- Tesco’s failure to plead Lidl’s 1989 Mark with Text registration was not significant: the judge had been wrong to find it surprising that Tesco had not pleaded the registration of Lidl’s Mark with Text before 1995 (when the Wordless Mark was registered) in support of its bad faith argument, as it was a matter of public record; Lidl had also said that there was nothing inherently wrong with having “overlapping” trade mark registrations, thereby implicitly accepting the existence of earlier registrations of the Mark with Text; the judge had found that, even without Tesco pleading the 1989 registration, the mere existence of an “overlapping” mark was not enough, without more, to undermine the presumption of good faith, but this assessment failed to recognise that Tesco’s case was not based on the mere existence of an overlapping mark;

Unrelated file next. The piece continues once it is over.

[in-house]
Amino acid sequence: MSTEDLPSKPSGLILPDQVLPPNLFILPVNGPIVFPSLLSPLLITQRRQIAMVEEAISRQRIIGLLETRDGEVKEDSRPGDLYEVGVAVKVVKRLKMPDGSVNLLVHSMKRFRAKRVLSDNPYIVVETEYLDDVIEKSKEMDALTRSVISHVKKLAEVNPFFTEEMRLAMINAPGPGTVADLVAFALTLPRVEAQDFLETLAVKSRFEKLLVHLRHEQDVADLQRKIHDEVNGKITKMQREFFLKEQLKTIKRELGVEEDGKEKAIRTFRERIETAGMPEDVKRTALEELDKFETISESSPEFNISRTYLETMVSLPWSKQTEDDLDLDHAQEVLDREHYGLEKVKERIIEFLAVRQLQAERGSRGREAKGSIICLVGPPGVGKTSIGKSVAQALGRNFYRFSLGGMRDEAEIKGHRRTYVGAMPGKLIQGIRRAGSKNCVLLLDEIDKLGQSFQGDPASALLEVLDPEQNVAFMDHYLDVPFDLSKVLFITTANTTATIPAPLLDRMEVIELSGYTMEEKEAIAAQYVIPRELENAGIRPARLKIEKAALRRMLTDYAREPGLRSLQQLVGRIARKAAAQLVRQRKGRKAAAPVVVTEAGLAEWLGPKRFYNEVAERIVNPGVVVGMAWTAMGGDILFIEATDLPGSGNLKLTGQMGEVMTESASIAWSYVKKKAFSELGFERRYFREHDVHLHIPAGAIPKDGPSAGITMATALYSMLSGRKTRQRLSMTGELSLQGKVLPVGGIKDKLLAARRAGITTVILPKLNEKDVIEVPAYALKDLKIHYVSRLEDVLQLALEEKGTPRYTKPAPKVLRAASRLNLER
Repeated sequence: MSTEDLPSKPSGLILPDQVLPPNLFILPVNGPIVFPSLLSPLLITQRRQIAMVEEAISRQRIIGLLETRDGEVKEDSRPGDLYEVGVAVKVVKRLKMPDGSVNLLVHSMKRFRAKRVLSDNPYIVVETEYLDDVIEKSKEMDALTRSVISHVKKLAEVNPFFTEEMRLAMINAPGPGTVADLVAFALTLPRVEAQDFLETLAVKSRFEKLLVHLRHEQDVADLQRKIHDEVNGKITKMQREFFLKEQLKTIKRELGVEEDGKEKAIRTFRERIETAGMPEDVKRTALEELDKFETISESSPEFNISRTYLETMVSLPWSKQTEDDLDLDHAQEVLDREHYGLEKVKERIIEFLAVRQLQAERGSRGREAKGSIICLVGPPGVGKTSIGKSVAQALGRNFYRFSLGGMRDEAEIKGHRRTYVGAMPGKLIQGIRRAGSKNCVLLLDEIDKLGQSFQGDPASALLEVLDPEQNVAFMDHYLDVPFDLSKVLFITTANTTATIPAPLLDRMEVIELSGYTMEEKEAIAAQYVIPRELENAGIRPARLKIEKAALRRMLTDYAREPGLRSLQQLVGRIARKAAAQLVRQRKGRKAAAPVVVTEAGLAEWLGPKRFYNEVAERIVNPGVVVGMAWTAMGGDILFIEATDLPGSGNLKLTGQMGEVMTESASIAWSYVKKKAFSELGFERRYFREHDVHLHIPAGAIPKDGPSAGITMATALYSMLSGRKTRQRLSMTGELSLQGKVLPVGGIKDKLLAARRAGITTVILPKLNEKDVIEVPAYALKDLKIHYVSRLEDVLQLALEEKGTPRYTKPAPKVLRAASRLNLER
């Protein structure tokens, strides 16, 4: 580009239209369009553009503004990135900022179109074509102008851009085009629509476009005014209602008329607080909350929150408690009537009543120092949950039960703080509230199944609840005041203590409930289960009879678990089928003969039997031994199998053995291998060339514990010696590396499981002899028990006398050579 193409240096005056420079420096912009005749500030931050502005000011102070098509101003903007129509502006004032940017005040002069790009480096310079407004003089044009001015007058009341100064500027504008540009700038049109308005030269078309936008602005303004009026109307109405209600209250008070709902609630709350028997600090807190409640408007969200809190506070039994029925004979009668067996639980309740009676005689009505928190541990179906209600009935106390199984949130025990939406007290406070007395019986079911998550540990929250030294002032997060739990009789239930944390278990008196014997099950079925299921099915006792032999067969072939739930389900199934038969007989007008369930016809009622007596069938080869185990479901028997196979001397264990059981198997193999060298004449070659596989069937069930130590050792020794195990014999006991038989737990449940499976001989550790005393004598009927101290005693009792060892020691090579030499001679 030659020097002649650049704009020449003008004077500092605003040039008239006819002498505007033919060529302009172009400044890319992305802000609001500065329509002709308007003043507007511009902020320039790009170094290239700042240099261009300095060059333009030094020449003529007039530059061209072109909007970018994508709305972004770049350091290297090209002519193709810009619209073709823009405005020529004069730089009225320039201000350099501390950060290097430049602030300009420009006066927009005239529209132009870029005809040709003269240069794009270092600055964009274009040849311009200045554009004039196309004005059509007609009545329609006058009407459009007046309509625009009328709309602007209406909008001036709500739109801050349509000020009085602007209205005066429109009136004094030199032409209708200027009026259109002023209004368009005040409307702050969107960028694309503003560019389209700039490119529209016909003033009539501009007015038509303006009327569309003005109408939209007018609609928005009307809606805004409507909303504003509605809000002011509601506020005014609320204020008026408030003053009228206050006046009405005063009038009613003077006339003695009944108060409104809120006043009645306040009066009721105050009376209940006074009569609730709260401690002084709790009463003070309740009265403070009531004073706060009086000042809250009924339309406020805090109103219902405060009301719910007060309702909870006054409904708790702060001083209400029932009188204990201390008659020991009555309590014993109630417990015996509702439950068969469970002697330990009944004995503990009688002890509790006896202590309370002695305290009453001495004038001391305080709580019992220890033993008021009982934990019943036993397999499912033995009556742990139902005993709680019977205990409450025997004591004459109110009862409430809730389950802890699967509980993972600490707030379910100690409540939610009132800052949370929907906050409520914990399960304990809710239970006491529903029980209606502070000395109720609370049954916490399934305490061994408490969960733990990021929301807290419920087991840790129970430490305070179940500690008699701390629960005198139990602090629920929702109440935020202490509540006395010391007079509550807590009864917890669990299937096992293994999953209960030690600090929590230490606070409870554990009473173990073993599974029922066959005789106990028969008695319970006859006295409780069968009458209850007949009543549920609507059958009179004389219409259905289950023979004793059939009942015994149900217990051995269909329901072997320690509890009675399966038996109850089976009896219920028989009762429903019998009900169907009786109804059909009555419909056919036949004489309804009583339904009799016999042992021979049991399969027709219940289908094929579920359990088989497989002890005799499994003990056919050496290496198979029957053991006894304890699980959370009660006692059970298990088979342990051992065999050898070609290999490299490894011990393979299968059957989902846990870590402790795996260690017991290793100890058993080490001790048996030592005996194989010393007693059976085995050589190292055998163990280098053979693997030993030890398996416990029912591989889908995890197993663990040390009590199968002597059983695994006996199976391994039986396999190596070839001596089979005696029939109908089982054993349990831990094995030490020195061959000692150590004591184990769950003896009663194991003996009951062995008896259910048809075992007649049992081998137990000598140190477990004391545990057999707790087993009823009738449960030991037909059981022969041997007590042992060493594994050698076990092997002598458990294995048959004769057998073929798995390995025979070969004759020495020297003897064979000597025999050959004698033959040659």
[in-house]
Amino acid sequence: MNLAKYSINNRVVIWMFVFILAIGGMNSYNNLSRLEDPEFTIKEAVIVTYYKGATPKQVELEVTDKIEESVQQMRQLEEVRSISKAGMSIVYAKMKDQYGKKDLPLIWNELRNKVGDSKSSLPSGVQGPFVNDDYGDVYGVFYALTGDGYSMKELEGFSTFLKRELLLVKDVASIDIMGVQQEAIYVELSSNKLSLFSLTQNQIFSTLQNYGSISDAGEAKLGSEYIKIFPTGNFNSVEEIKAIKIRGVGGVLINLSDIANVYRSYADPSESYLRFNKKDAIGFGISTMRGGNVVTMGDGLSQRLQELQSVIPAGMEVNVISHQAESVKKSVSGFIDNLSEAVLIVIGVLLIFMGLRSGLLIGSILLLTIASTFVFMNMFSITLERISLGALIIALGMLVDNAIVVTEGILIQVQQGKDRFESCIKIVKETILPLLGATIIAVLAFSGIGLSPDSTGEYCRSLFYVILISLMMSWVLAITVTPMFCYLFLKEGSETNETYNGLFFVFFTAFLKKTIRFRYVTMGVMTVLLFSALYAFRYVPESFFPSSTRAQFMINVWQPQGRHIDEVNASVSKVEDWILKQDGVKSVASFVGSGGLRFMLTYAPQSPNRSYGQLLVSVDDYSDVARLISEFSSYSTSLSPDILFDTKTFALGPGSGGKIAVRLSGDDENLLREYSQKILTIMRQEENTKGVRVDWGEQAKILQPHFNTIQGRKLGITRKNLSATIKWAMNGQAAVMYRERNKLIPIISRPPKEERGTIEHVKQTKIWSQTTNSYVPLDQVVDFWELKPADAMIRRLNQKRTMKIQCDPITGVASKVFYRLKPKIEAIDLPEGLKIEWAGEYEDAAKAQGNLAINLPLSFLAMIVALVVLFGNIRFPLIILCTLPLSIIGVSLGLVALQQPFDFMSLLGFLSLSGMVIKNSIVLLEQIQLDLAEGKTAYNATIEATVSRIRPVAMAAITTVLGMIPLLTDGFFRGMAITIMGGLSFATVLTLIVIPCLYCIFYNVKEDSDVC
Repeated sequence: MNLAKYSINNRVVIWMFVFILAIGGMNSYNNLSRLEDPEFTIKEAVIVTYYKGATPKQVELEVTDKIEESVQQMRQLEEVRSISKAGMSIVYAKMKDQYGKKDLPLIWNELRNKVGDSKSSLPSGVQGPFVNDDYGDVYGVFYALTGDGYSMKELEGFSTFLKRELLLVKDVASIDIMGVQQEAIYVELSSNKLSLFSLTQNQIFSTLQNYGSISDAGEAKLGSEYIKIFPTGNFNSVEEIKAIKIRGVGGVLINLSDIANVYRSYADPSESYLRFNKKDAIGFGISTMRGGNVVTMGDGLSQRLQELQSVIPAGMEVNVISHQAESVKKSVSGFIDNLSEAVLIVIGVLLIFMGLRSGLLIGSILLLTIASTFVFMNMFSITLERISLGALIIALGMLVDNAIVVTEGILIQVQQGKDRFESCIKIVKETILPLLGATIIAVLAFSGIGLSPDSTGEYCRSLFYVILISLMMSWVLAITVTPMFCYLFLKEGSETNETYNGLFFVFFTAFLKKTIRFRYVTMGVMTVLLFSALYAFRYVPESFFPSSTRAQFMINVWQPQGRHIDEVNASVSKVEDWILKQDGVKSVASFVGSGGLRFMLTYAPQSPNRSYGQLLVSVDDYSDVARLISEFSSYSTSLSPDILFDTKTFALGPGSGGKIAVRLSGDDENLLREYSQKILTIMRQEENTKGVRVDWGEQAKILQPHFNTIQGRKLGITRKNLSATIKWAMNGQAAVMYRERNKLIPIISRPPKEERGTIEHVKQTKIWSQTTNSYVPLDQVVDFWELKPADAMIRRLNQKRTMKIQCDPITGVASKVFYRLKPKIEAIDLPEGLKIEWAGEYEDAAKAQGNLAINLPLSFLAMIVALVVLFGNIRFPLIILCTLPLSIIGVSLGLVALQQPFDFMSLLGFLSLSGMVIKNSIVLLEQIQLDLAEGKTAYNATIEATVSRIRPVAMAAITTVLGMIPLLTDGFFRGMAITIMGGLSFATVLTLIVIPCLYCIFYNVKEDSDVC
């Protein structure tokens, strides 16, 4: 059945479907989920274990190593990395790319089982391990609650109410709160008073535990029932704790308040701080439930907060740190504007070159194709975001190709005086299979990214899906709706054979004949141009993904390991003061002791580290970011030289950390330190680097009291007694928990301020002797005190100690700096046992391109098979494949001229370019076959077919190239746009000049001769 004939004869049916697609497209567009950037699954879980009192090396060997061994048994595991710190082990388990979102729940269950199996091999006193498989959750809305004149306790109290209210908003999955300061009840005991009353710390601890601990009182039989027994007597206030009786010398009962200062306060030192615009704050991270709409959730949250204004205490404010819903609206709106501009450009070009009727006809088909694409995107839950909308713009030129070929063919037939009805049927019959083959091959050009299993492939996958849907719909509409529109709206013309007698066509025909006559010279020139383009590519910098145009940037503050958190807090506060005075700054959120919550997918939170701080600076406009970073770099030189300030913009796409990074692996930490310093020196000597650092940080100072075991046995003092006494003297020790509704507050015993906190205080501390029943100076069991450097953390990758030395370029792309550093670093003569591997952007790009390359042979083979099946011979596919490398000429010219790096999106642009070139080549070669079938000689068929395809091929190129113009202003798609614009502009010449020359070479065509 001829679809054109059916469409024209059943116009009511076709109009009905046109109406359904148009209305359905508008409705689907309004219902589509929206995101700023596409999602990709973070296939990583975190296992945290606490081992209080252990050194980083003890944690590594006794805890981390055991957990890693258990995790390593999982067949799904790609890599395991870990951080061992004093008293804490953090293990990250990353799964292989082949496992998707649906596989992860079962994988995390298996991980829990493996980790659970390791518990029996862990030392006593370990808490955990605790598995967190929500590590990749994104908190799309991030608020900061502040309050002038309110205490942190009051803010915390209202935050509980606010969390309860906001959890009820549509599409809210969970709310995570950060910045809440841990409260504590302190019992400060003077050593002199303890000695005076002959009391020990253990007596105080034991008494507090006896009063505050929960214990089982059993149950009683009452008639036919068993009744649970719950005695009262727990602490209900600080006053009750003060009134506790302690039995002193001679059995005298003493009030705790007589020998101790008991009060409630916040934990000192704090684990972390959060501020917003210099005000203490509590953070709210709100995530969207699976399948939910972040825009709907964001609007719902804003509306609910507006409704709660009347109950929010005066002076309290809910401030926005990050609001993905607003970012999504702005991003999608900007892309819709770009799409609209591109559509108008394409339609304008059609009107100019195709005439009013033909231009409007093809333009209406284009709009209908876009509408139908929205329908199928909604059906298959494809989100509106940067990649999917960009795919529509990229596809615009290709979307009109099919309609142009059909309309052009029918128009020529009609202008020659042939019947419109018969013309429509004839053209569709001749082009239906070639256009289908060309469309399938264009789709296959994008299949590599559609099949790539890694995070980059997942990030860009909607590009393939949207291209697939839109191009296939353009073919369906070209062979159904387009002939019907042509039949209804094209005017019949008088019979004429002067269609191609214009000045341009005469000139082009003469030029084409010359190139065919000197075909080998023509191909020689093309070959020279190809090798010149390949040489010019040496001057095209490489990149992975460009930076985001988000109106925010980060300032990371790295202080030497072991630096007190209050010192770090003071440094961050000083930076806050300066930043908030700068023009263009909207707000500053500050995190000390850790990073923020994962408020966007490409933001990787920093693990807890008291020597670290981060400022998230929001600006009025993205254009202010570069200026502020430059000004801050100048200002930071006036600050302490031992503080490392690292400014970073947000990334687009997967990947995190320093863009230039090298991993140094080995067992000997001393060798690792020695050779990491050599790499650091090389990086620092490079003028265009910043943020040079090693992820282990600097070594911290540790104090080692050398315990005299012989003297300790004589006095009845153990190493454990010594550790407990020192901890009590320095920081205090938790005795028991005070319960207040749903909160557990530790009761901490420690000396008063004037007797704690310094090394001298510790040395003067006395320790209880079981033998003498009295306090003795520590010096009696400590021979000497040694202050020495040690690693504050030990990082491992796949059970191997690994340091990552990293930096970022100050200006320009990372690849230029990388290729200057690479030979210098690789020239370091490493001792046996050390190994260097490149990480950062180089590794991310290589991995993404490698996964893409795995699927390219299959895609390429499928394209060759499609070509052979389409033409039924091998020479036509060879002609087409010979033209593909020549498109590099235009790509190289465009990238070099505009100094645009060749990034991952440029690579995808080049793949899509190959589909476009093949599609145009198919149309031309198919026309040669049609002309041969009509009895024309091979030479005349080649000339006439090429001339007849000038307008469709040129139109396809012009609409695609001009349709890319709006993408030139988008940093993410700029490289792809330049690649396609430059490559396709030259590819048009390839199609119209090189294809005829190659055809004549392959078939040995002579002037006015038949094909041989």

- the judge had been wrong to dismiss Tesco’s allegation of “evergreening” by Lidl on the grounds that it had failed to plead “specific points of detail”: Tesco’s case relied on undisputed facts that: (a) Lidl had never used the Wordless Mark in the form in which it was registered; (b) Lidl had registered the Wordless Mark in 1995 in order to obtain a wider scope of protection than that conferred by the Mark with Text; and (c) Lidl had applied to re-register the Wordless Mark in respect of (partially) duplicative goods and services in 2002, 2005, 2007 and 2021, which amounted to “evergreening” on the part of Lidl; although Tesco had not specifically pleaded the goods and services on which it relied in respect of the “evergreening” registrations, these were a matter of public record and Tesco had averred that these registrations ““duplicate coverage of various goods and services covered by” the 1995 registrations; it had then provided an Excel spreadsheet showing the goods and services covered; therefore, there was in fact no dispute that the later registrations duplicated coverage of several goods and services covered by the 1995 registrations; there was also no dispute that the later registrations covered goods and services not covered by the 1995 registrations; therefore, Tesco had not failed to plead “specific points of detail” that it ought to have pleaded; contrary to Jaguar Land Rover Ltd v Bombardier Recreational Products Inc  EWHC 3266 (Ch), as cited in Sky Ltd v SkyKick UK Ltd  EWCA Civ 1121, in Arnold LJ’s view, it was not for Tesco to specify what would have been a legitimate specification for Lidl to have applied for; Tesco’s allegation that Lidl had applied for an illegitimately broad specification and thereby abused the trade mark system was adequate at this stage in proceedings because the allegation was not of an unduly broad specification, but of evergreening so as to avoid sanctions for non-use;